Carl Obst - UN SEEA - UNAA Corporate Water Valuation Seminar Presentation 29.04.2013


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Carl Obst, Editor, UN System of Environmental-Economic Accounting (SEEA) - Presentation at the United Nations Association of Australia (Victorian Division) Corporate Sustainability Leadership Seminar ‘Corporate Water Valuation: Accounting for Risks and Impacts, Valuing Ecosystem Services’ held on Monday 29 April 2013, in partnership with National Australia Bank

Held in support of the International Year of Water Cooperation, seminar addressed some of the challenges and opportunities associated with corporate water valuation, as well as local actions and global tools and initiatives in this area. It highlighted some examples of what Australian businesses are doing, alongside government and NGOs, to measure and manage their risks, impacts and dependencies on water.

Guest Speakers & Panelists included:
• Rosemary Bissett, Head of Sustainability, Governance & Risk, Enterprise Risk, National Australia Bank
• Matt Kendall, General Manager, Planning and Evaluation Group, National Water Commission
• Carl Obst, Editor, UN System of Environmental-Economic Accounting (SEEA)
• Jean-Michel Seillier, Regional Manager Victoria, Veolia Water
• Gioia Small, Regional Manager Sustainability and Vintrepreneur, Treasury Wine Estates
• Michael Spencer, Secretary, Water Stewardship Australia and Fellow, Department of Business, Law and Taxation, Monash University

• Rob Gell, Environmental Entrepreneur, Chairman of UNESCO Western Port Biosphere, and Chair of Wildlife Victoria

More information available at:

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Carl Obst - UN SEEA - UNAA Corporate Water Valuation Seminar Presentation 29.04.2013

  1. 1. SEEA: THE INTERNATIONALSTANDARD FOR ENVIRONMENTAL-ECONOMIC ACCOUNTINGUPDATE ON PROGRESS AND THETREATMENT OF WATERCarl ObstEditor, UN System of Environmental-EconomicAccounting (SEEA)29 April, 2013UNAA Seminar on Water ValuationMelbourne, Australia
  2. 2. SEEA IN A NUTSHELL SEEA Central Framework reflectinginternational statistical standards approved inFebruary 2012 Accounting approach Measures stocks and flows in integrated manner Aligned with System of National Accounts Concepts applicable at national and sub-nationallevels Broad and inclusive approach using both physicaland monetary data
  3. 3. COVERAGE OF THE SEEA CENTRALFRAMEWORK Natural resource accounting Stocks, natural growth, extraction and depletion Physical flow accounting Energy, water, emissions, waste Accounting for environmental activities Environmental protection, Production of environmental goodsand services, Environmental taxes and subsidies Land accounting Changes in land use and land cover
  4. 4. RECENT DEVELOPMENTS AND FUTUREPLANS New guidelines: SEEA Experimental EcosystemAccounting Potential uses: SEEA Applications & Extensions Global SEEA Implementation program Co-ordination of an ecosystem accountingresearch agenda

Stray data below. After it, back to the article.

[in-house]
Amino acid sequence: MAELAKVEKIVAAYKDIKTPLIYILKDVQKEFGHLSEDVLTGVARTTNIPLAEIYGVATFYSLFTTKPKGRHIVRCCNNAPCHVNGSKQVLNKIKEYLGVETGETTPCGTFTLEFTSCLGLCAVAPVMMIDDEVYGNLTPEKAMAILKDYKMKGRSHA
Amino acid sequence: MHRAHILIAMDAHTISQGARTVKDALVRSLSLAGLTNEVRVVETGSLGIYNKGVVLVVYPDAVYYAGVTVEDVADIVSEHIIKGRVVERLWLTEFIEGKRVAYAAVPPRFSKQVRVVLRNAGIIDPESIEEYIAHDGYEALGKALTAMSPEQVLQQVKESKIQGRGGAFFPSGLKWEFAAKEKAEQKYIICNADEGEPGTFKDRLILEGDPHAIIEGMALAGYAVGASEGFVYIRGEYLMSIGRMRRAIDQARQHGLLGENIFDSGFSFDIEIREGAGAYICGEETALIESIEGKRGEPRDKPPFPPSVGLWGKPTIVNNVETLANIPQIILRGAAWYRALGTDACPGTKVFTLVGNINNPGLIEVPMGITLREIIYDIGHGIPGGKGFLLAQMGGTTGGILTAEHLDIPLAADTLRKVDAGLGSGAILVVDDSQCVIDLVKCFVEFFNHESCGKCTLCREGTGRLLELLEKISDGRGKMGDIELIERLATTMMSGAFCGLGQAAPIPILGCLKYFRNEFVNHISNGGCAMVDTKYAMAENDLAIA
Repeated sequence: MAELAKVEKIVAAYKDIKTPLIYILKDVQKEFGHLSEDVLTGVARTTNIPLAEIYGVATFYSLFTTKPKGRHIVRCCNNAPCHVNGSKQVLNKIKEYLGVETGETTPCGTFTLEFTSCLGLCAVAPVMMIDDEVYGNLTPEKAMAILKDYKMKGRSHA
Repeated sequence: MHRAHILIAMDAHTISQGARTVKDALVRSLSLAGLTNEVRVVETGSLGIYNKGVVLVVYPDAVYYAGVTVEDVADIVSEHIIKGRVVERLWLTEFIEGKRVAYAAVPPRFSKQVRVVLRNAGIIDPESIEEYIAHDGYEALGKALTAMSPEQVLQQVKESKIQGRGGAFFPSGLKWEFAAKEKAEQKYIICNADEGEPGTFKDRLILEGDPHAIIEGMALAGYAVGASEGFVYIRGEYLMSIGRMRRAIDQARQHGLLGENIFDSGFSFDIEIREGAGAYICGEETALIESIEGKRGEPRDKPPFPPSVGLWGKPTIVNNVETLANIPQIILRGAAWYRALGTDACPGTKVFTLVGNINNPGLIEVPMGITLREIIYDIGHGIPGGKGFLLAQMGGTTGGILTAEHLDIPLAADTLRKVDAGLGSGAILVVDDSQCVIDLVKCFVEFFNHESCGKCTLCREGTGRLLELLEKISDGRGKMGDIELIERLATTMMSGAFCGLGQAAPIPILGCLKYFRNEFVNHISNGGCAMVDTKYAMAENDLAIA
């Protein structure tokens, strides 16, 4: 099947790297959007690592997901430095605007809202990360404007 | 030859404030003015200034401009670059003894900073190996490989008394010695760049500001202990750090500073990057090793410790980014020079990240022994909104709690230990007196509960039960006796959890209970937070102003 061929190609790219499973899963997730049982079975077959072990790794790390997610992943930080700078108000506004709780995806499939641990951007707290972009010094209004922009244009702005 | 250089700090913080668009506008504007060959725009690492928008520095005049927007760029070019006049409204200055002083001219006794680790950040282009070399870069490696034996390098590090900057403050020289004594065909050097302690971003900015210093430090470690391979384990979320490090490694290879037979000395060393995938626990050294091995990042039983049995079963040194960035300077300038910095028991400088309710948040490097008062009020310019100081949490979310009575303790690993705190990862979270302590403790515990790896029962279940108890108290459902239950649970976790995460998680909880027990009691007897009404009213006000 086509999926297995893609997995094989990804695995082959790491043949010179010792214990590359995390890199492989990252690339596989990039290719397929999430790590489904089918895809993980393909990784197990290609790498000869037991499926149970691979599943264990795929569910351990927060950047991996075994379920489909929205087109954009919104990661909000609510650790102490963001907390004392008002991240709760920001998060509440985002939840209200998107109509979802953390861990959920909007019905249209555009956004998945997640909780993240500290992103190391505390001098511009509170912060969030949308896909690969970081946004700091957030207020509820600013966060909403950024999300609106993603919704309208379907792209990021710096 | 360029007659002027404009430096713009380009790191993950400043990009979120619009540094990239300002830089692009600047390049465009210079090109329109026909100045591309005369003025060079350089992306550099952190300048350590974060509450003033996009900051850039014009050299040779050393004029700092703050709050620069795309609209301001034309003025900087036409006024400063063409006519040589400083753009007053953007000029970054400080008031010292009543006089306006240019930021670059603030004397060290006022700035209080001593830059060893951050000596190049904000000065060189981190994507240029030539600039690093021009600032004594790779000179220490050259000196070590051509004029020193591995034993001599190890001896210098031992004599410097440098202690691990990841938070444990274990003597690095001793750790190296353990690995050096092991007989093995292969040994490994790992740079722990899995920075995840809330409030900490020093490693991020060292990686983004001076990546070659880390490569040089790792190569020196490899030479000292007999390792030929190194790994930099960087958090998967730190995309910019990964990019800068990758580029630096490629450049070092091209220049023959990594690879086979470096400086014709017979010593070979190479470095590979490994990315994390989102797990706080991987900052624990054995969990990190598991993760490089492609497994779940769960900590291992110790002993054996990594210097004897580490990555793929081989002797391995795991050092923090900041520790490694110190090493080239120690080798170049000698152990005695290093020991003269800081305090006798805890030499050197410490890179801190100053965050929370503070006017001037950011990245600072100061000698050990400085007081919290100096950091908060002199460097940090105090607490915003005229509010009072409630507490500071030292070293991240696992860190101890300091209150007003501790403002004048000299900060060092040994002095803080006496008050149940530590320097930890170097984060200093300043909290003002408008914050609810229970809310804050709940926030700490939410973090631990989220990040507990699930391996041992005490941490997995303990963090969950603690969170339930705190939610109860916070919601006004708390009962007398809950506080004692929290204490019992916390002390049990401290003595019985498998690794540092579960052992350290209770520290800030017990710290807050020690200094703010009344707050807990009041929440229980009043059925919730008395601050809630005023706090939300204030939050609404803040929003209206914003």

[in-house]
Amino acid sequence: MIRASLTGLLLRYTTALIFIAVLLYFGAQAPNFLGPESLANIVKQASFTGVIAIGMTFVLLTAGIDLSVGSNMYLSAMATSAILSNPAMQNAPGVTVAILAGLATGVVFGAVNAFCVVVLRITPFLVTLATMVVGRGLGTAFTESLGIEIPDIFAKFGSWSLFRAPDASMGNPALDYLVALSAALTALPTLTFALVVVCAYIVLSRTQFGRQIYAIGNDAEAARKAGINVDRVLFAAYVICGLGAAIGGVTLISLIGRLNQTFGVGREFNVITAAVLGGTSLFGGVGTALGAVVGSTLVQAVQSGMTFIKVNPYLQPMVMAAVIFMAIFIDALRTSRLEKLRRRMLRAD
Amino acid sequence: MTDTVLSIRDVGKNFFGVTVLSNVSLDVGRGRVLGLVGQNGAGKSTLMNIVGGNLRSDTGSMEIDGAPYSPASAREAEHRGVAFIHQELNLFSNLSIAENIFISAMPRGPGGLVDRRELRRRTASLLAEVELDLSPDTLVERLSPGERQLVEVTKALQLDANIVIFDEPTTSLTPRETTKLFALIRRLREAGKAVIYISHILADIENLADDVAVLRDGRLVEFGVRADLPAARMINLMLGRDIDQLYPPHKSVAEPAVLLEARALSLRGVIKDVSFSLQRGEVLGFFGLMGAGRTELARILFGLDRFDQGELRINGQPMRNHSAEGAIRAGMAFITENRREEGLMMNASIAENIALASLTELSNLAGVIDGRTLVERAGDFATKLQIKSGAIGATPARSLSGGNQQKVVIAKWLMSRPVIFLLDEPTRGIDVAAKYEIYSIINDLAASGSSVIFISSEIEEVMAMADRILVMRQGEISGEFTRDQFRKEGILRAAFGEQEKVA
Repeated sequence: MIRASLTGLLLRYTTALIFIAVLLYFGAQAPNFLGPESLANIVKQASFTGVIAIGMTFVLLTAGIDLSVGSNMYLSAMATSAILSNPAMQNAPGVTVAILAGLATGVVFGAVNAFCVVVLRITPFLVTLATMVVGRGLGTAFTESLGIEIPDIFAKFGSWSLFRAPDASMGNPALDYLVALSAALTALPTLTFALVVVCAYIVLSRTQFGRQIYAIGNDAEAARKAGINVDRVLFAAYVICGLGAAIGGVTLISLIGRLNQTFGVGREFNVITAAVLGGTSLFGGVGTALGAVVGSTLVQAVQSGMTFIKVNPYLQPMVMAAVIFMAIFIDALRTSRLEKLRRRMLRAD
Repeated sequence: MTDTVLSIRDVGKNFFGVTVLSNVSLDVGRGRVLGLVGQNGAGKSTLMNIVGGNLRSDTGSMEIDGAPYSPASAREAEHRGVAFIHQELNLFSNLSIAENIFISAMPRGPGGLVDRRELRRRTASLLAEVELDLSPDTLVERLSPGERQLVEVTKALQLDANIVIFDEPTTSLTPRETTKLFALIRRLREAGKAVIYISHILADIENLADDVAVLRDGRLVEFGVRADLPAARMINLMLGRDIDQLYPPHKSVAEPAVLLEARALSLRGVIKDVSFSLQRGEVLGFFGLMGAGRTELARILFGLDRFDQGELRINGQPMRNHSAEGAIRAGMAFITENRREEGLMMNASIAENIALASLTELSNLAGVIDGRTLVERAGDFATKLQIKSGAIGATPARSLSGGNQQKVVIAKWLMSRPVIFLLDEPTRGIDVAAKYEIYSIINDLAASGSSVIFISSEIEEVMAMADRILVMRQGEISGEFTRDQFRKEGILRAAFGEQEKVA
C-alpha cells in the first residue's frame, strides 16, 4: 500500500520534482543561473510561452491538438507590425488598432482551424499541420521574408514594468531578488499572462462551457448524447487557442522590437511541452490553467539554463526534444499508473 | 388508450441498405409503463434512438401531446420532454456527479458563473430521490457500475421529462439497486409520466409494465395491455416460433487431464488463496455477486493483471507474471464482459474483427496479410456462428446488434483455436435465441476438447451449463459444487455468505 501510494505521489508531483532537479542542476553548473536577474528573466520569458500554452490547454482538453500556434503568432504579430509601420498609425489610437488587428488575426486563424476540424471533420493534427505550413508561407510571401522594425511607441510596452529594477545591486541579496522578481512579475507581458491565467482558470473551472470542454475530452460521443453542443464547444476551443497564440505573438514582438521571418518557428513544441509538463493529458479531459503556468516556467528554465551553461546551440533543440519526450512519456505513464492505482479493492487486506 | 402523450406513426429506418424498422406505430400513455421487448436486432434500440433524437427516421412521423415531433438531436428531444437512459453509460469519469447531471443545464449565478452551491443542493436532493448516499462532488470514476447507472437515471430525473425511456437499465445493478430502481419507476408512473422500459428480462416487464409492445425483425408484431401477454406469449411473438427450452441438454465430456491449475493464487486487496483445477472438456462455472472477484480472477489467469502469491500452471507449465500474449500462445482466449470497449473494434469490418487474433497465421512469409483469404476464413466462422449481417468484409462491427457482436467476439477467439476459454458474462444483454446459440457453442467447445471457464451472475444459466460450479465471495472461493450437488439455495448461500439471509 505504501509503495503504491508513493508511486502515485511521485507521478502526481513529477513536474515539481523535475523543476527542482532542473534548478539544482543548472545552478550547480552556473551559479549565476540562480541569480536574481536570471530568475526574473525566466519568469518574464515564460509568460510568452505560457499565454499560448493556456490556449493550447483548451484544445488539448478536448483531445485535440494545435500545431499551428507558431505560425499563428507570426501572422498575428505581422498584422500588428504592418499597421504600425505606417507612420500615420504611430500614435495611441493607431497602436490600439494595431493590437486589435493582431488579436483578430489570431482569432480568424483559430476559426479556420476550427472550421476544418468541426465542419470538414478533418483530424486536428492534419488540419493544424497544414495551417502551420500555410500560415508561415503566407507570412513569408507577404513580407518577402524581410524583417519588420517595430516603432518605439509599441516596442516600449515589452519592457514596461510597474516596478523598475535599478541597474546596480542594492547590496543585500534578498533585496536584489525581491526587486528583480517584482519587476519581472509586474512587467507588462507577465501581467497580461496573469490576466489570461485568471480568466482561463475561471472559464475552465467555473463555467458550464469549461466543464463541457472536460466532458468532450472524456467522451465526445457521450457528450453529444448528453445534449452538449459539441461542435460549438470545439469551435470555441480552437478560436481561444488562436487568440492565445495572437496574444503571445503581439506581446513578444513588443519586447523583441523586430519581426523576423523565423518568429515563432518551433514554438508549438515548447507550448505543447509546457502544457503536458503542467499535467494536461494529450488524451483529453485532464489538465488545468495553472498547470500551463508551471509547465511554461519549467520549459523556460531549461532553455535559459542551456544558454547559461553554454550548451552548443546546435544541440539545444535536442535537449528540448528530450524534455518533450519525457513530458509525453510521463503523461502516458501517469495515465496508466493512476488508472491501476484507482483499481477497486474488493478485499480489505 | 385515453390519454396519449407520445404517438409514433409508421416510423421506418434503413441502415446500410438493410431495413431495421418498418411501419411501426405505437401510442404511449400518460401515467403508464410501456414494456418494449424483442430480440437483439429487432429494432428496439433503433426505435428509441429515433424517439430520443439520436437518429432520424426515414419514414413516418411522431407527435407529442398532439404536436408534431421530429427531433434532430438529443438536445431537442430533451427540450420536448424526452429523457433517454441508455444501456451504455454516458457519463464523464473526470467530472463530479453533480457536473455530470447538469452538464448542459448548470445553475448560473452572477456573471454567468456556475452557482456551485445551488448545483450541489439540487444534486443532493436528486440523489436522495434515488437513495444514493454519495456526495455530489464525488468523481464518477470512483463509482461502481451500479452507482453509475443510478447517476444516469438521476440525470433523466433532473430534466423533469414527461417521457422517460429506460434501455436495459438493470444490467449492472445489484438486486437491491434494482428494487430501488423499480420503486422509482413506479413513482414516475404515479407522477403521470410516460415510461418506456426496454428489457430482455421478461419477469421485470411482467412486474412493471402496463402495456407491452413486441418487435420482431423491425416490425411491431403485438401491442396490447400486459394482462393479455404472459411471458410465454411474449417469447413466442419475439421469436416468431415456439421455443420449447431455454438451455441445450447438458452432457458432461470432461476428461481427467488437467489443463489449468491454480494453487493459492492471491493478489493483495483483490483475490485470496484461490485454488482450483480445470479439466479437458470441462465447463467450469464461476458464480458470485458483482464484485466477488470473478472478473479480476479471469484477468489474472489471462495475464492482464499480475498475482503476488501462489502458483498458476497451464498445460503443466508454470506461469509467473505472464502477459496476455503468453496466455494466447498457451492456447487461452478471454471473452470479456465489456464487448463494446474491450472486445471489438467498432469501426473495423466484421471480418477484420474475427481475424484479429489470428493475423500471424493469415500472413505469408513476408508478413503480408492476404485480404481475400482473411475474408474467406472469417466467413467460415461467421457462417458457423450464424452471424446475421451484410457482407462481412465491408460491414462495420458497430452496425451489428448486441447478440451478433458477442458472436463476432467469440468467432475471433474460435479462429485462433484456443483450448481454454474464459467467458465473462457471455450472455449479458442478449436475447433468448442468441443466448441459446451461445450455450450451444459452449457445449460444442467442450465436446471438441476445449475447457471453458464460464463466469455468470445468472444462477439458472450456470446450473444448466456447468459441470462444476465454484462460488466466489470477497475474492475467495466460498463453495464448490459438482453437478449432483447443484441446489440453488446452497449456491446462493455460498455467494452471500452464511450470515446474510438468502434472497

5. 5. SEEA’S GROWING CONNECTIONS Corporate accounting and reporting PUMA, The B Team, TEEB for Business, GIST Accounting and reporting standards (e.g. IIRC, GRI) Financial markets & risk analysis, UNEP-FI & NCD Academic community Economists, Physical scientists, Geo-spatial community IPBES, CBD, IPCC, Ecosystem Services Partnership, ESPA International sustainable development initiatives Including development of Sustainable Development Goals(SDGs) and the post 2015 agenda + OECD, UNEP, WorldBank (incl WAVES & Genuine saving), GGKP, GGGI, … NGOs – WWF, Conservation International, NatureConservancy, World Resources Institute, … Politicians : GLOBE network National initiatives
  6. 6. SEEA: WHERE IS “WATER” RECORDED? Production account (GDP, value added) Follow abstraction, distribution and treatment acrosseconomy from all water sources Flows of water and associated economic activity Monetary terms only actual payments to other units
  7. 7. RECORDING WATER (CONT) Income accounts (saving) Annual payments for water rights (akin to royalties) Capital accounts Water infrastructure (dams, pipes, etc) Long term purchase of water rights
  8. 8. RECORDING WATER (CONT) Balance sheets Stocks and changes in stocks of water resources
  9. 9. AN ECOSYSTEM ACCOUNTING APPROACH Define relevant ecosystem flows and price themto obtain value of water: possible flows/services Abstraction (incl for hydropower) Water purification / flood protection Habitat and breeding grounds Cultural services: fishing, tourism, scenic views Transportation related services Difficulty of separating flows/services relevant towater from other parts of ecosystem Possible way forward is to focus on changes inecosystem condition and relevant dependencies Valuation of ecosystem degradation
  10. 10. FINAL THOUGHTS Single numbers tend not to aid decision making Challenge is to determine the right questions andstructure relevant information For system “assets” knowing the relevant flows isinsufficient, assessing the change in stock and itscondition is also needed.